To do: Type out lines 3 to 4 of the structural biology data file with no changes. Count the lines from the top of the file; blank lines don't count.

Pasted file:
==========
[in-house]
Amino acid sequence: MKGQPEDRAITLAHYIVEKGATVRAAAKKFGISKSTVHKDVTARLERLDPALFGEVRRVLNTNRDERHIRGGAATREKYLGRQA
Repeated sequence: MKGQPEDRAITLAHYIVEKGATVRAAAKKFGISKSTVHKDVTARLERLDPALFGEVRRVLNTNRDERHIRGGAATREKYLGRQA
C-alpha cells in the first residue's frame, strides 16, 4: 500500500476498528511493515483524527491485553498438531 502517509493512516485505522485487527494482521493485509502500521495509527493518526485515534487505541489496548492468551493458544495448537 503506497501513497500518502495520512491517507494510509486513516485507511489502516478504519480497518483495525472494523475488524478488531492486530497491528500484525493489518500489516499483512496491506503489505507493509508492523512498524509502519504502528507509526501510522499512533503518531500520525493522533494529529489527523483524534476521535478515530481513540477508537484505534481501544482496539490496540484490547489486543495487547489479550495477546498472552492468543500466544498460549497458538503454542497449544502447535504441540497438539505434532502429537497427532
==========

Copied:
Repeated sequence: MKGQPEDRAITLAHYIVEKGATVRAAAKKFGISKSTVHKDVTARLERLDPALFGEVRRVLNTNRDERHIRGGAATREKYLGRQA
C-alpha cells in the first residue's frame, strides 16, 4: 500500500476498528511493515483524527491485553498438531 502517509493512516485505522485487527494482521493485509502500521495509527493518526485515534487505541489496548492468551493458544495448537 503506497501513497500518502495520512491517507494510509486513516485507511489502516478504519480497518483495525472494523475488524478488531492486530497491528500484525493489518500489516499483512496491506503489505507493509508492523512498524509502519504502528507509526501510522499512533503518531500520525493522533494529529489527523483524534476521535478515530481513540477508537484505534481501544482496539490496540484490547489486543495487547489479550495477546498472552492468543500466544498460549497458538503454542497449544502447535504441540497438539505434532502429537497427532